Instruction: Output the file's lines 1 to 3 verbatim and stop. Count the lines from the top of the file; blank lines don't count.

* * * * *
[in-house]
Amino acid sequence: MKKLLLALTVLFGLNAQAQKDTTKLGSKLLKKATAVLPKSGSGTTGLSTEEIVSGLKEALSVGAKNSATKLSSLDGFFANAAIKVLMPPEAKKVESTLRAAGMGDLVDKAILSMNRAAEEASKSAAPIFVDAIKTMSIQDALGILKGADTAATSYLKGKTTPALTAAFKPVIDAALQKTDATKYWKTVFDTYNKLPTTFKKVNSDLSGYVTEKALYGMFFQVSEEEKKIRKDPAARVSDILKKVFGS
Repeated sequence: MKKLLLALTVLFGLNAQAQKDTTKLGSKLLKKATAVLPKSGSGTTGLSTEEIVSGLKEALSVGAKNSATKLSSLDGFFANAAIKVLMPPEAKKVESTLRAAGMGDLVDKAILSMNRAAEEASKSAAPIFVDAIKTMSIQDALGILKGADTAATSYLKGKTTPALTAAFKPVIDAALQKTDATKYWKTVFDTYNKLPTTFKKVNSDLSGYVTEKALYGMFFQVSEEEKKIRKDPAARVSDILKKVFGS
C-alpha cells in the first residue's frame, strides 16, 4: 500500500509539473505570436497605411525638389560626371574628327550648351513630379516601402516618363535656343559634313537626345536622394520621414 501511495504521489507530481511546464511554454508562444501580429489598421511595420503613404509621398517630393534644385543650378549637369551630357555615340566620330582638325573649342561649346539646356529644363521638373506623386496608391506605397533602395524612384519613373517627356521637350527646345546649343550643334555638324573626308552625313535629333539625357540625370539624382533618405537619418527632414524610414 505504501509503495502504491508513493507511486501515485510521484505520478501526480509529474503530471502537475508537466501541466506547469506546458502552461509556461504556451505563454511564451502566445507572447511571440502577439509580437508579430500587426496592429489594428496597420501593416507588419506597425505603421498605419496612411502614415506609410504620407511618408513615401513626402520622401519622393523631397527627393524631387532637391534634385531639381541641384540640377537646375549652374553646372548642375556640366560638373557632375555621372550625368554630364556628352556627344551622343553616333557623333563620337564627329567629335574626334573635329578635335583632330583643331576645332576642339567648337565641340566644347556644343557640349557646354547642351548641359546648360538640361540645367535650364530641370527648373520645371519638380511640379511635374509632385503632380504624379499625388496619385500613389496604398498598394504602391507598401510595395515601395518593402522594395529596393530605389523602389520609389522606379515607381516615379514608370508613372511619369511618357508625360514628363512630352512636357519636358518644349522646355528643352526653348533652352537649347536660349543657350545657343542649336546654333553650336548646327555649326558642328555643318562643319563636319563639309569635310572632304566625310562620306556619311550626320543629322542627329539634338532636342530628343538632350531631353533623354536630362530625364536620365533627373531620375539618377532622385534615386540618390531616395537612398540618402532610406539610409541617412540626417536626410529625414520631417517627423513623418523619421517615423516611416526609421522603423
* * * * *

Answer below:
[in-house]
Amino acid sequence: MKKLLLALTVLFGLNAQAQKDTTKLGSKLLKKATAVLPKSGSGTTGLSTEEIVSGLKEALSVGAKNSATKLSSLDGFFANAAIKVLMPPEAKKVESTLRAAGMGDLVDKAILSMNRAAEEASKSAAPIFVDAIKTMSIQDALGILKGADTAATSYLKGKTTPALTAAFKPVIDAALQKTDATKYWKTVFDTYNKLPTTFKKVNSDLSGYVTEKALYGMFFQVSEEEKKIRKDPAARVSDILKKVFGS
Repeated sequence: MKKLLLALTVLFGLNAQAQKDTTKLGSKLLKKATAVLPKSGSGTTGLSTEEIVSGLKEALSVGAKNSATKLSSLDGFFANAAIKVLMPPEAKKVESTLRAAGMGDLVDKAILSMNRAAEEASKSAAPIFVDAIKTMSIQDALGILKGADTAATSYLKGKTTPALTAAFKPVIDAALQKTDATKYWKTVFDTYNKLPTTFKKVNSDLSGYVTEKALYGMFFQVSEEEKKIRKDPAARVSDILKKVFGS